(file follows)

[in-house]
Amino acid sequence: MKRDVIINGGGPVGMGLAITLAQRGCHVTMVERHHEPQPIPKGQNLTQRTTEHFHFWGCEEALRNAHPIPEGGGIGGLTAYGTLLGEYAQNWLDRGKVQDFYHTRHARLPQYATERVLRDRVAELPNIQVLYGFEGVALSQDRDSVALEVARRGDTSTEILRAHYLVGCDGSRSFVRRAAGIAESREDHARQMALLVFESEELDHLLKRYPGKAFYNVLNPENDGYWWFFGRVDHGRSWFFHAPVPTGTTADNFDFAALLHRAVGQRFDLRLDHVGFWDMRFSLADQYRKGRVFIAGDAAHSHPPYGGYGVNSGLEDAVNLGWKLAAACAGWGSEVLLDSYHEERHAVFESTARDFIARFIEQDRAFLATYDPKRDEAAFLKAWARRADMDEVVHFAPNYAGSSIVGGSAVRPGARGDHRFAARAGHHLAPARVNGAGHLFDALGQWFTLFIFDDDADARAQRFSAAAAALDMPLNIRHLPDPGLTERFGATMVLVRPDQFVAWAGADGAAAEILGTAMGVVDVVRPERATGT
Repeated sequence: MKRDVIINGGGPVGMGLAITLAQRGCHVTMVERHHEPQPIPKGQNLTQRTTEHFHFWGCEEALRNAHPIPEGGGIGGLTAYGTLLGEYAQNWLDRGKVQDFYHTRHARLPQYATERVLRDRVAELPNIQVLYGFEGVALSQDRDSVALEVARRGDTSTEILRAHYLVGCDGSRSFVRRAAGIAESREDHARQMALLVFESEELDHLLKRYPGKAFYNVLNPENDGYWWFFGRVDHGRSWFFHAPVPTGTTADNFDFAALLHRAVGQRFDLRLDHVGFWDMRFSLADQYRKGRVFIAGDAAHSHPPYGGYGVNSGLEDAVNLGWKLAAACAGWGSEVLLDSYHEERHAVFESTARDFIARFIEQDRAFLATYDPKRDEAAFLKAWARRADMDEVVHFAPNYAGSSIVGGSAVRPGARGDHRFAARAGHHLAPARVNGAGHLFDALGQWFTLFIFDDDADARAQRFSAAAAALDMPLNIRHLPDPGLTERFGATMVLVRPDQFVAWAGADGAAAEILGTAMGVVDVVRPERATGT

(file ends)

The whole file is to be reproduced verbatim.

[in-house]
Amino acid sequence: MKRDVIINGGGPVGMGLAITLAQRGCHVTMVERHHEPQPIPKGQNLTQRTTEHFHFWGCEEALRNAHPIPEGGGIGGLTAYGTLLGEYAQNWLDRGKVQDFYHTRHARLPQYATERVLRDRVAELPNIQVLYGFEGVALSQDRDSVALEVARRGDTSTEILRAHYLVGCDGSRSFVRRAAGIAESREDHARQMALLVFESEELDHLLKRYPGKAFYNVLNPENDGYWWFFGRVDHGRSWFFHAPVPTGTTADNFDFAALLHRAVGQRFDLRLDHVGFWDMRFSLADQYRKGRVFIAGDAAHSHPPYGGYGVNSGLEDAVNLGWKLAAACAGWGSEVLLDSYHEERHAVFESTARDFIARFIEQDRAFLATYDPKRDEAAFLKAWARRADMDEVVHFAPNYAGSSIVGGSAVRPGARGDHRFAARAGHHLAPARVNGAGHLFDALGQWFTLFIFDDDADARAQRFSAAAAALDMPLNIRHLPDPGLTERFGATMVLVRPDQFVAWAGADGAAAEILGTAMGVVDVVRPERATGT
Repeated sequence: MKRDVIINGGGPVGMGLAITLAQRGCHVTMVERHHEPQPIPKGQNLTQRTTEHFHFWGCEEALRNAHPIPEGGGIGGLTAYGTLLGEYAQNWLDRGKVQDFYHTRHARLPQYATERVLRDRVAELPNIQVLYGFEGVALSQDRDSVALEVARRGDTSTEILRAHYLVGCDGSRSFVRRAAGIAESREDHARQMALLVFESEELDHLLKRYPGKAFYNVLNPENDGYWWFFGRVDHGRSWFFHAPVPTGTTADNFDFAALLHRAVGQRFDLRLDHVGFWDMRFSLADQYRKGRVFIAGDAAHSHPPYGGYGVNSGLEDAVNLGWKLAAACAGWGSEVLLDSYHEERHAVFESTARDFIARFIEQDRAFLATYDPKRDEAAFLKAWARRADMDEVVHFAPNYAGSSIVGGSAVRPGARGDHRFAARAGHHLAPARVNGAGHLFDALGQWFTLFIFDDDADARAQRFSAAAAALDMPLNIRHLPDPGLTERFGATMVLVRPDQFVAWAGADGAAAEILGTAMGVVDVVRPERATGT